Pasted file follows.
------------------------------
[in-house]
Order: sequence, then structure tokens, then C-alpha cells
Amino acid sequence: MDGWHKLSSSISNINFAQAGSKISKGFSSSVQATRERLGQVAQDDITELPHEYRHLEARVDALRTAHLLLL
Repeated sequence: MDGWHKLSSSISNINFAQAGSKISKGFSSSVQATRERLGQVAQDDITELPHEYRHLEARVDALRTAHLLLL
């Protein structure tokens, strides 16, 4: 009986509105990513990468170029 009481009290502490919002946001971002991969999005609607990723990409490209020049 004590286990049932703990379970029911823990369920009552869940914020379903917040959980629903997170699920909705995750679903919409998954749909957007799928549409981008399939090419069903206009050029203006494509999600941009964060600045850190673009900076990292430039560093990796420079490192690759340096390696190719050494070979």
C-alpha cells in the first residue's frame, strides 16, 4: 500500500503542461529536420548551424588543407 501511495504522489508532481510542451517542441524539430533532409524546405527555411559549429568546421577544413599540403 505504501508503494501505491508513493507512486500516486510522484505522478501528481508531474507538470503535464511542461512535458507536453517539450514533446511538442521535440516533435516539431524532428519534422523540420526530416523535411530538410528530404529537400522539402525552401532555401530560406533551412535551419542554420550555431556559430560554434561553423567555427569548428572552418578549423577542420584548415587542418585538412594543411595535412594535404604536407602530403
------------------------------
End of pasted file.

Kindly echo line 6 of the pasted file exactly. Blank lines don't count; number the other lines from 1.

C-alpha cells in the first residue's frame, strides 16, 4: 500500500503542461529536420548551424588543407 501511495504522489508532481510542451517542441524539430533532409524546405527555411559549429568546421577544413599540403 505504501508503494501505491508513493507512486500516486510522484505522478501528481508531474507538470503535464511542461512535458507536453517539450514533446511538442521535440516533435516539431524532428519534422523540420526530416523535411530538410528530404529537400522539402525552401532555401530560406533551412535551419542554420550555431556559430560554434561553423567555427569548428572552418578549423577542420584548415587542418585538412594543411595535412594535404604536407602530403